And if you were abused or misused by your father and never heard these words from him, please hear them from me: I am sorry we failed you. Your heavenly Father will not. My daughter had a security job guarding a storage lot for one of the big three automakers. Under the rows and rows of shiny new vehicles protected by a security team and a volt electric fence, there was an entirely different world. Their world was nothing like the protective world of the beautiful cars and trucks.
Their world was in the gravel. Instead of the protection of the security team, they were threatened by coyotes and huge rats. Cat life was very dangerous. The cars were carefully guarded and accounted for. Great care was used to get them to their destination. The cats were a different story. They were on their own. Them against the world. And that world was deadly. The Lord showed me a lot of lessons from the cats. Enter my animal loving daughter. Somehow those mangy cats stole her heart. I remember the night she brought a bag of cat food to work because she noticed that they were skin and bones.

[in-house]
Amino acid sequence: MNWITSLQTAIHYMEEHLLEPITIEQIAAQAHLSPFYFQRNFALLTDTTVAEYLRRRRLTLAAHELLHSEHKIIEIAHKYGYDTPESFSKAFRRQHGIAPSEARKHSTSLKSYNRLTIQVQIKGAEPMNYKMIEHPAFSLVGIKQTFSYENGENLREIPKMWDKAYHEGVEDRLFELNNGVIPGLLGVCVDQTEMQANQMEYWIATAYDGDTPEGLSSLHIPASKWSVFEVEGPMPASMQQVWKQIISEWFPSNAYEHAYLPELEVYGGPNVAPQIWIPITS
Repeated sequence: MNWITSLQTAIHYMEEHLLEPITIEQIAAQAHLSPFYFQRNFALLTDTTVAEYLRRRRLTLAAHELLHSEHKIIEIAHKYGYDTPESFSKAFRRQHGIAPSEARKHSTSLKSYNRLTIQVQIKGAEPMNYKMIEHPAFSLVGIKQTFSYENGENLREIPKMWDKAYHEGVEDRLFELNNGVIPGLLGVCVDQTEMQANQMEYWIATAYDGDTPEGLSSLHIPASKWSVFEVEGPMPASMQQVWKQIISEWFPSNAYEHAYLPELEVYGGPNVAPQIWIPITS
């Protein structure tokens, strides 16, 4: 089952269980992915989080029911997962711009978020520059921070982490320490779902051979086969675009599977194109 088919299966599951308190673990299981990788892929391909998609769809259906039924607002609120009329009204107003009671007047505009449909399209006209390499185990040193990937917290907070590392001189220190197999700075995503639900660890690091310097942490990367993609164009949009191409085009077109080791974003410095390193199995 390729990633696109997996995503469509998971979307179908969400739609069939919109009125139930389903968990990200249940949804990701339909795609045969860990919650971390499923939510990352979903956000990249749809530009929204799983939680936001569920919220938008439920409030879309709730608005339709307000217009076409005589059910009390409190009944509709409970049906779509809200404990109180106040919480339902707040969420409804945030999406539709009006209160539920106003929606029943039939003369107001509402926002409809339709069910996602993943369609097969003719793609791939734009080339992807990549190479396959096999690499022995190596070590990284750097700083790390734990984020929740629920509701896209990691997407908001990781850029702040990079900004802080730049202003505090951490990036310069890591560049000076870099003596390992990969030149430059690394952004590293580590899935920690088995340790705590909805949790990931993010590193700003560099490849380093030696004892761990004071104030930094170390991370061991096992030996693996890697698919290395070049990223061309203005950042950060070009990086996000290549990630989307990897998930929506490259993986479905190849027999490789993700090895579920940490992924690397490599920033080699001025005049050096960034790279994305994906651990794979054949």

The cats noticed the food. When they noticed her, they would run. She kept reaching out to them. After about a week, the fluffy one decided to stop running. It let this benevolent creature touch it. It was safe at a distance. The skinny cat thought differently. Its size suggested that life in the same gravel world was somehow more difficult for it than life for fluffy cat.
It needed the food that the benevolent creature provided, but it had zero trust that this creature would be any different than the other creatures that tormented it. At one point my daughter tried to reach out to it. It freaked out and ran away. Unfortunately, while it was running from her it caught one of its paws in a fence and got hurt.